More thoughts on Aquinas

When I was preparing my previous post it wasn’t actually the parallel of Aquinas’ teaching on God with Calvin that struck me most, though that suited the point of the post better. It was how much what I was reading cast light on the Scriptural presentation of God (or vice versa), just as it did when I first read Calvin. Both are an attempt to put consistent philosophical flesh on what is assumed by the Bible writers, however paradoxical it sometimes appears.

In this they seem to differ from their opponents, who invariably work from viewpoints like: “Everyday experience or human reasoning say that free will contradicts God’s sovereignty, and if you squint a bit and nudge the text around, the Bible can usually be made to fit that experience.” Aquinas, although he tries to explain how God can be God, and may well err, nevertheless allows him to be God, and the God of the Bible at that.

Now it’s possible to misunderstand Aquinas, like any other writer. My last post started with what I take to be an example of that in not seeing past his “chance must exist in the world” to his “…and God’s providence must oversee it.” But neither is Aquinas opaque – his meaning is clear enough to enable one to agree, or to disagree, with him. Yet if we take an inspired writer like Paul, the same thing is true. All sides will try to bend his opinion to their side, but he’s not so obscure, actually, that one can’t see that his “philosophy of God” is of the same general nature as Aquinas’. Man is responsible for his choices – yet God predestines the elect to conformity to Christ. God is transcendant, yet is intimately involved with all events.

It’s not just one particular argument – it underpins all Paul writes. For example, as I happened to read Philippians 2 today (with this post at the back of my mind), I read that Paul’s companion Epaphroditus had almost died through illness, but God had mercy on him, and also on Paul to save him from excessive sorrow. Is Paul claiming a miracle in answer to prayer? Clearly not specifically – he is simply affirming that God’s providence, not impersonal physics or blind chance, enacts his will, and that in detail and in all circumstances.

We can, of course, trace the same “philosophy” beyond Paul, to Jesus himself in sayings like “No man comes to me unless the Father draw him” or “The Son of Man will go just as it is written about him. But woe to that man who betrays the Son of Man!” Indeed, this kind of vision of God pervades both the Old Testament and the New Testament.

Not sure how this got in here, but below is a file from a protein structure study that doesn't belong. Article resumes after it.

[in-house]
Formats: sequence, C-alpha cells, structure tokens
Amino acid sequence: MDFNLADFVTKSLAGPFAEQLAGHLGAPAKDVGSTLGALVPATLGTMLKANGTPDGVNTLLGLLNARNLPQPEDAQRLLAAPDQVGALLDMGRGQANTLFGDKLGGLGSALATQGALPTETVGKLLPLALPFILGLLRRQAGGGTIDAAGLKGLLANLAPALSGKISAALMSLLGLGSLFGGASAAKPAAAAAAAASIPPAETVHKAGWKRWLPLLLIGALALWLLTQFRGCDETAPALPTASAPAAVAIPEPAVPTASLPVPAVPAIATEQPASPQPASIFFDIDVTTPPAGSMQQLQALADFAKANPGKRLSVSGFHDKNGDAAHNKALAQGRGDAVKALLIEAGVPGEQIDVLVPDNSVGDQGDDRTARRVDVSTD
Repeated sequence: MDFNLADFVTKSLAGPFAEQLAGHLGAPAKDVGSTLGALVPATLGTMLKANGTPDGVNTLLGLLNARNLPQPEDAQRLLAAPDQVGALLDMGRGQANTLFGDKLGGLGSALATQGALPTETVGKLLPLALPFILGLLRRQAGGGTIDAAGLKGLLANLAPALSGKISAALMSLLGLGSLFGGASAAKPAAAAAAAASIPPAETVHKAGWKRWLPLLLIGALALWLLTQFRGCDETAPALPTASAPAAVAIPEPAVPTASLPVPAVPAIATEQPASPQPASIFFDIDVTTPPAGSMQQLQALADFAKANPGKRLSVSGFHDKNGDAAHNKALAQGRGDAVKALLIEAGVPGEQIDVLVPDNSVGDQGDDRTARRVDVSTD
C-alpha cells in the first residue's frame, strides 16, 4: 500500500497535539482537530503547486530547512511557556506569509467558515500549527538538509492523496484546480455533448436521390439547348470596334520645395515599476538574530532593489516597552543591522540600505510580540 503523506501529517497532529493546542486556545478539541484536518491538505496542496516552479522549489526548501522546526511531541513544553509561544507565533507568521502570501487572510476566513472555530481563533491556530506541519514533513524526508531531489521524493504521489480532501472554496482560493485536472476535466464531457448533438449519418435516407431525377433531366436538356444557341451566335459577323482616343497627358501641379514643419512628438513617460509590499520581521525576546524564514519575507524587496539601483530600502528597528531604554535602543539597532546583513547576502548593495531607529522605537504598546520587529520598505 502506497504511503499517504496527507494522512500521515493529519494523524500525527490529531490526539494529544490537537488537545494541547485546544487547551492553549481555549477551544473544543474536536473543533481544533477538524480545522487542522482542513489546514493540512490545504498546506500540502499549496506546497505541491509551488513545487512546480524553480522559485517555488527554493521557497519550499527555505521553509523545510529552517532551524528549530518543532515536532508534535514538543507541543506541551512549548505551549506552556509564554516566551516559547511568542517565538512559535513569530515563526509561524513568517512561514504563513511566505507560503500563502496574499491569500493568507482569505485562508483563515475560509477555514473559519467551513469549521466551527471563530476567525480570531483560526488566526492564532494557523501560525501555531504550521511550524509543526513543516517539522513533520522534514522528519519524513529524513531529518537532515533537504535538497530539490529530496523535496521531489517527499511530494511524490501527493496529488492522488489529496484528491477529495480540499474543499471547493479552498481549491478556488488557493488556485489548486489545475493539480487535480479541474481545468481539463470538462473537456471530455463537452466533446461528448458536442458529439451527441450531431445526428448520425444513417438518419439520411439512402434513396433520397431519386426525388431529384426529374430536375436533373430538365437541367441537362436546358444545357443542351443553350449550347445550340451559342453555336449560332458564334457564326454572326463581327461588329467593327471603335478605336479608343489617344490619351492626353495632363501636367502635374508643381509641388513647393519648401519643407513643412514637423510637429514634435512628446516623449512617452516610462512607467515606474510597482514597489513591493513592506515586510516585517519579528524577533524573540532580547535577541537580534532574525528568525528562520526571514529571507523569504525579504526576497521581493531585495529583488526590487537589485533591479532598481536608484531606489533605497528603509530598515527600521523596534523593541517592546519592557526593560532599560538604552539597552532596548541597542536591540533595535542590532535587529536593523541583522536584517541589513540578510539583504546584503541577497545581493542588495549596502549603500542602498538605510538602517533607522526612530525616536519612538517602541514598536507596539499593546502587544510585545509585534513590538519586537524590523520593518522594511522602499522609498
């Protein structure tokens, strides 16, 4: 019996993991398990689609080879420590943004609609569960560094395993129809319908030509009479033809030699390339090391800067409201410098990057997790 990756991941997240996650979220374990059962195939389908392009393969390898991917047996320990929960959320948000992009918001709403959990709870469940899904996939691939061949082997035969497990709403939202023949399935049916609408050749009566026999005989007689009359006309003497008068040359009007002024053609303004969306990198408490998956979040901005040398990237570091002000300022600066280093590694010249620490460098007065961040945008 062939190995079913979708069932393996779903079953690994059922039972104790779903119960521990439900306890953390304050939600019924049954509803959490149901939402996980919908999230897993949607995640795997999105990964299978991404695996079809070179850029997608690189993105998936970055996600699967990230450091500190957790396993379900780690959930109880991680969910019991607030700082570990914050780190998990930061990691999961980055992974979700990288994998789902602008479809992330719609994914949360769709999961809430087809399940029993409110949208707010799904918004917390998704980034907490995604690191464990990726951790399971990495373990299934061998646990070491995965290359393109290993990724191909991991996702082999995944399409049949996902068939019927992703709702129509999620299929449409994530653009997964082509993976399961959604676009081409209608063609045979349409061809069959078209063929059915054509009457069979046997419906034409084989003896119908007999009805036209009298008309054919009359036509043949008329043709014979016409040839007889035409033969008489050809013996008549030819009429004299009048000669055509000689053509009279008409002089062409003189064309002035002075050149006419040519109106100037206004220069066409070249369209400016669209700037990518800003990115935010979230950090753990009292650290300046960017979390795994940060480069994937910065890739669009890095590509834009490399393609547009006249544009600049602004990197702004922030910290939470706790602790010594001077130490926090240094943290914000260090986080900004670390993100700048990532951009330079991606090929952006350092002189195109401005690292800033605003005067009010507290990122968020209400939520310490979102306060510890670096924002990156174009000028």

But here’s the point that struck me. In the old days one tested theology, and philosophy too, by how it accorded with Scripture. But there are now those “Evangelicals” saying that Jesus, being incarnate as a true man, must therefore have erred on occasions as true men do. And Scripture also, by analogy, should not be judged true by its propositional claims, which may well err, but by a deeper view of inspiration. Peter Enns, for example, writes:

The unity of the Bible is more subtle but at the same time deeper. It is a unity that should ultimately be sought in Christ himself, the living word.

Now any Christian will say, “Amen” to that … until, perhaps, they ask themselves what it actually means and, like me, can’t work it out. The two possible explanations for that are either that, unlike Enns, one has thoroughly missed the core truth about Christ himself and how he unifies this error-ridden Scripture. Or else that it doesn’t actually mean anything significant at all. If, of course, one states the second, one potentially convicts oneself of the first – and who wants to own up to that?

As anĀ  aside, more or less, let me say that my own view of the Bible arose from the most supernatural experience of my life, which was (as a result of certain circumstances a few years after my conversion) a sudden and profound insight into the truth of the Bible, the joyful discovery each day of how its teachings made sense to my life in Christ and brought his life to me and, secondarily, the recognition of that kind of understanding when I saw it in non-biblical writers and speakers. So you’ll understand that the argument that I’ve missed the whole point of the Bible by a tradition-bound attachment to the text doesn’t cut much ice with me. If it’s true, it’s because I’ve been deceived by demons – and demons are one of the first “errors” to go in the new understandings! That need not persuade you, but it does at least explain why the new view doesn’t persuade me.